|The Orioles acquired Chris Jones when they traded Luis Ayala. Photo courtesy of Les Treagus/Norfolk Tides|
Yet, there are a couple of reasons why Jones is worth examining. First, the Orioles have gotten a lot of mileage out of pitchers with similar or inferior credentials - Chaz Roe, T.J. McFarland, Brad Brach, even Miguel Gonzalez. Second, the Orioles added Jones to their 40-man roster in November, to make sure that he wouldn't be granted minor-league free agency. And third - most intriguing - they have kept him on the 40-man roster while letting go of Junior Lake, Rey Navarro, just-acquired Edgar Olmos, and former top-ten prospect Tim Berry. Clearly, the Orioles believe that Jones is more than the typical career minor-leaguer.
This is the second time Jones has been added to the Orioles' 40-man roster. He was added after the 2013 season and then, in a procedural move, was released and re-signed at the start of spring training 2014. (Nelson Cruz took his roster spot.) The first time he was added to the Orioles' 40-man roster after the 2013 season, I looked at his 2013 season to see if he might be an effective left-handed spot relief pitcher. In that article, I concluded that Jones was substantially more effective against left-handed batters and consequently seemed to have a future as a lefty relief specialist.
Jones, however, was used mostly out of the bullpen in 2013. In both 2014 and 2015 with Norfolk, he began the year as a spot starter-long relief pitcher but moved into the rotation as other pitchers got hurt, called up, or traded. In 2015, Jones worked out of the bullpen in April but moved into the rotation when T.J. McFarland was recalled; he stayed in the rotation the rest of the season and ended up with 22 starts, 8 relief appearances, and 150 innings pitched. He even started games 2 and 4 of the Tides' playoff series against Columbus (Game 2 was stopped by rain after Jones pitched two innings; Jones came back to start Game 4 after two days' rest.)
Pitching out of the bullpen in 2013, Jones was substantially more effective against left-handed pitchers in the games I saw:
.183/.259/.224 vs. Left
.320/.381/.493 vs. Right
In 2015, I saw 214 plate appearances against Chris Jones - 59 against left-handed batters and 155 against right-handed batters. The interesting thing is that working primarily as a starting pitcher, Jones pitched much worse against left-handed pitchers and much better against right-handed pitchers:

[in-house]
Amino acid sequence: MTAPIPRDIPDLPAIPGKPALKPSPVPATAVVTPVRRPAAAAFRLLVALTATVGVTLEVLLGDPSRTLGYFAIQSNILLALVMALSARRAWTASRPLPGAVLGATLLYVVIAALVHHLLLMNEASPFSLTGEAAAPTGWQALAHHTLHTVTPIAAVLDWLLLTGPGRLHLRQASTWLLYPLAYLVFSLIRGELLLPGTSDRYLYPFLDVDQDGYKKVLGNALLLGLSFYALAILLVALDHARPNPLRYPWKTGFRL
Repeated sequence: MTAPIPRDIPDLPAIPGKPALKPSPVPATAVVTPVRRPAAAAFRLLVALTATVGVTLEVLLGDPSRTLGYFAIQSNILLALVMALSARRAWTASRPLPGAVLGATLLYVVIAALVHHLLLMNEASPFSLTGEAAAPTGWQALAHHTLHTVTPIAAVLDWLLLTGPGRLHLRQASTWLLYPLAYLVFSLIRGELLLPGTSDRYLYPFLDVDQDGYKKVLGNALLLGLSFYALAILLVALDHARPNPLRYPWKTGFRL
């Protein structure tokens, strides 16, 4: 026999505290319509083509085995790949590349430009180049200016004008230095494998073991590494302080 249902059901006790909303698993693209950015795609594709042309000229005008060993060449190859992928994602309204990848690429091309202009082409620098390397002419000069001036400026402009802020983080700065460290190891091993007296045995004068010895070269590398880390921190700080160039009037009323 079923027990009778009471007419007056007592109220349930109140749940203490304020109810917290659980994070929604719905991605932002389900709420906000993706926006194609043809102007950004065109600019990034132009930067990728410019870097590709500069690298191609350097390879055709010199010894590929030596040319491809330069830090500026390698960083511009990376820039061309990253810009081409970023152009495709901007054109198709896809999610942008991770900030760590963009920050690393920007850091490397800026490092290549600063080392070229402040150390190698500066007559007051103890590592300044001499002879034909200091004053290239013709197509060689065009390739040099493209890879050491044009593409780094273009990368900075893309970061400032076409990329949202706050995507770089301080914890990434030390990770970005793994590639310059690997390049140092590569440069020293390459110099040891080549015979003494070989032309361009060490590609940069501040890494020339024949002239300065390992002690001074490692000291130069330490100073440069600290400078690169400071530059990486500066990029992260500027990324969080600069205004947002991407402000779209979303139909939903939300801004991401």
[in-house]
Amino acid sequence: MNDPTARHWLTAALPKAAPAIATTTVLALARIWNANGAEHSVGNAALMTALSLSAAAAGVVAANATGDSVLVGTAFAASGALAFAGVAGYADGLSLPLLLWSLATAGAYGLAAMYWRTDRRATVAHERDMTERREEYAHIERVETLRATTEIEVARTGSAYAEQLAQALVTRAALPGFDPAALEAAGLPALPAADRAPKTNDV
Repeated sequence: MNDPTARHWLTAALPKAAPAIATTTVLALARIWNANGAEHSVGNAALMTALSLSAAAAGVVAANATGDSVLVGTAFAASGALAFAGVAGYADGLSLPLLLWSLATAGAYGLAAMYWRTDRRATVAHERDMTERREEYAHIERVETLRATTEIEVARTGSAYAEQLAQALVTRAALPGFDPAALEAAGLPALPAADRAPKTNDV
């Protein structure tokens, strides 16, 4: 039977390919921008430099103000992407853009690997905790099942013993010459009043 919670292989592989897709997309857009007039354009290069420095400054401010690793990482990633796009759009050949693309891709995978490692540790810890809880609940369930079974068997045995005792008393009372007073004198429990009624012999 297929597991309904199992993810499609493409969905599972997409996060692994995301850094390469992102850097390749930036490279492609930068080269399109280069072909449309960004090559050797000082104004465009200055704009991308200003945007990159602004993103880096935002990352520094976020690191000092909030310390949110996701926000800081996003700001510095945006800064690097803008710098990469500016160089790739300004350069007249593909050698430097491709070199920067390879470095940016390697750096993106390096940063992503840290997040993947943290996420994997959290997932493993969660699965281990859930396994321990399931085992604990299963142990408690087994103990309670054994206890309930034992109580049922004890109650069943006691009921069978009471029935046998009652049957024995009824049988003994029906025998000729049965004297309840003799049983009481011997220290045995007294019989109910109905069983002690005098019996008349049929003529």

.340/.407/.440 vs. Left
.257/.284/.399 vs. Right
Even more interesting is that Jones' BB/K ratio was unacceptable against left-handed batters, but quite good against right-handed batters:
7/9 BB/K vs. Left
6/36 BB/K vs. Right
There is nothing notable in the plate appearances - for example, Jones didn't face obviously better left-handed hitters than right-handed hitters in 2015 - that explains this. It is true that the left side of the Norfolk infield - generally, Paul Janish and Michael Almazar - was slightly better defensively than the right side of the Norfolk infield - Rey Navarro/Sharlon Schoop and Christian Walker. But it's unlikely that the difference was so great as to explain all the difference.
It's certainly a possibility that Jones' true abilities are not as extreme as the data I've gathered would indicate and that his splits were exaggerated by random chance. But it is also possible that Jones had a different approach in 2015 than he did in 2013. In 2013, the Orioles may have concluded that he would fit best as a left-handed relief specialist, and developed him accordingly. He may have adopted an approach that increased his effectiveness against left-handers while diminishing his effectiveness against right-handers. Then, for some reason, the Orioles may have changed their minds and decided that Jones would be more valuable as a swingman/starter (or that the AAA Norfolk Tides needed a starter and that Jones was the most viable option.) And so Jones then may have adopted an approach that sacrificed some of his effectiveness against left-handed batters while increasing his effectiveness against right-handed batters.
But that's just speculation. Given Jones' 2015 performance, my post-2013 conclusion that Chris Jones was unlikely to succeed in the T.J. McFarland long reliever/spot starter role must be discarded. As a rotation starter, he was successful against right-handed batters. In 2013, as a relief pitcher, he was successful against left-handed batters.
However, even if Jones' performance splits would be less extreme - he is truly more effective against left-handers than in 2015 and less effective against right-handers in 2015 - that would be a point in favor of his being able to fill the T.J. McFarland role. He would be more equally effective against left- and right-handed batters, and so would be more effective as a spot starter/long reliever.
Chris Jones is what the Orioles seem to want - a versatile pitcher with minor-league options available who can be called up and sent down as needed. For that reason, we should at least take note of his addition to the Orioles' roster. I expect him move several times between Norfolk and Baltimore in 2016.